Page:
I have worked in childcare almost my entire life. I spent years in classrooms, daycares, and as a private nanny. I am now a mother to a wonderful, energetic, neurodivergent 7 year old.
If I have learned anything from all my years around kids, it’s that all kids are inherently good.
Now that doesn’t mean they don’t make bad choices or have bad attitudes, bad days, or bad moods. But I have never met a child that was a BAD human. Children are new to the world and learning how to make good choices and regulate their bodies and emotions. This means they don’t always make the right choices or have the tools to communicate or remedy bad behaviors.
“Bad” seems to be a catch-all for any non-typical behavior, and it seems like such a cop out to me. Most of the time with a little effort, you can get to the root of whatever is causing the “bad” moments for a child. Maybe they are having sensory problems and the tag on their shirt is driving them nuts so they can’t sit still during story time. Maybe their friend snubbed them and now they feel sad, so they are making everyone around them sad, too, because they don’t have the words to say “I’m sad.” Maybe they didn’t eat enough lunch because they were too embarrassed to ask for help opening their fruit cup. Maybe they didn’t sleep well because their nightlight stopped working last night.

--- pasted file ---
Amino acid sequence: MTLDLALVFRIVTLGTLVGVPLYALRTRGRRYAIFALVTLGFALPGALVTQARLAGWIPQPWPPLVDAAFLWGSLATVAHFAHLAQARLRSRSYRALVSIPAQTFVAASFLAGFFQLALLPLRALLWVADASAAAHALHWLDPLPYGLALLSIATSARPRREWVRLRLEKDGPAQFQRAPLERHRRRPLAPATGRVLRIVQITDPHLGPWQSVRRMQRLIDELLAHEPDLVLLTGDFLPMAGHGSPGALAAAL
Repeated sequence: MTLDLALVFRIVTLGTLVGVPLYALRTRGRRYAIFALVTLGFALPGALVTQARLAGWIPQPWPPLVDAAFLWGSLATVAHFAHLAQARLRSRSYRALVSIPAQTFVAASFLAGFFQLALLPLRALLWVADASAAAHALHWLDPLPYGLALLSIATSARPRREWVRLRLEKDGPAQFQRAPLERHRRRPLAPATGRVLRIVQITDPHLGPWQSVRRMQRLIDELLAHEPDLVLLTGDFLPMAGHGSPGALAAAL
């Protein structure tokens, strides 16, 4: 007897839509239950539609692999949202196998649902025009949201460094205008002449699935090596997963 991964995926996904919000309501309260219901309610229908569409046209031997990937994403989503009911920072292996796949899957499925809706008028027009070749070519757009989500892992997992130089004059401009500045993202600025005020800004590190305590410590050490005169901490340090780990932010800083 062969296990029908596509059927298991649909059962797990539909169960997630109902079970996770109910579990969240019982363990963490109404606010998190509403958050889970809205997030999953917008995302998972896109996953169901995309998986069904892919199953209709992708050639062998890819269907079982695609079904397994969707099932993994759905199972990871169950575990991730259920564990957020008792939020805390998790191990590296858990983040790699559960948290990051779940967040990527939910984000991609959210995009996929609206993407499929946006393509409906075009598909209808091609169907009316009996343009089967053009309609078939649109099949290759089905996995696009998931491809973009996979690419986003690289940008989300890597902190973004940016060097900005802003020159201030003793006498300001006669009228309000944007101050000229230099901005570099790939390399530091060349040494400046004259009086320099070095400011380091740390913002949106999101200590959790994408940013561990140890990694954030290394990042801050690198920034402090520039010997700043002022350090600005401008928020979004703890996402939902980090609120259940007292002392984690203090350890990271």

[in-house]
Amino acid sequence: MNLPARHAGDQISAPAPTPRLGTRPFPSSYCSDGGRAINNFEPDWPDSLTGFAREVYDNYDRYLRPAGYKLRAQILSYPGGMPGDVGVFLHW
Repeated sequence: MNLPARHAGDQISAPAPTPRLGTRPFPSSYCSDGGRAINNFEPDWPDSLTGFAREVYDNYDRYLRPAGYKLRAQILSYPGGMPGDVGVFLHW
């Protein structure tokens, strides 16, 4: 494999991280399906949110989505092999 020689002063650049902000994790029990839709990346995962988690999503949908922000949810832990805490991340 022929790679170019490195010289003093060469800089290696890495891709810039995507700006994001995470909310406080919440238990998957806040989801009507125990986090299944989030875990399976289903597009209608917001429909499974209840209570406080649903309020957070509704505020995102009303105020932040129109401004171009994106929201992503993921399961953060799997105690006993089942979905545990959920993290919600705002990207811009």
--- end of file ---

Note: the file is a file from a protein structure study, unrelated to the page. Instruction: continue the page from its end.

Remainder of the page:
There are a million reasons why kids can be struggling, because just like adults, they are human.
Unlike adults, however, they haven’t always learned how to deal with these things on their own and that may translate to bad behaviors. That doesn’t mean we need to write them off as bad kids. That means it’s more important than ever to encourage them with positive words and help them learn to regulate and choose the right behaviors. As adults with fully formed brains, it’s so important that we model and help our children become good, kind, intelligent humans. The best way to do just that is to ditch the bad labels and help them when they are struggling.
I’m sure you’ve heard the saying before, “Our words become our children’s inner voice.” Don’t we owe it to them to create a positive and loving inner voice? I challenge you to ditch the “bad kid” label and see behaviors for what they are, a child struggling and needing some sort of connection. When you reframe behaviors in this light, it’s so much easier to tackle them together as a team.
Let’s raise this next generation of kids to be kind, loving, positive humans and reframe the word “bad” for them.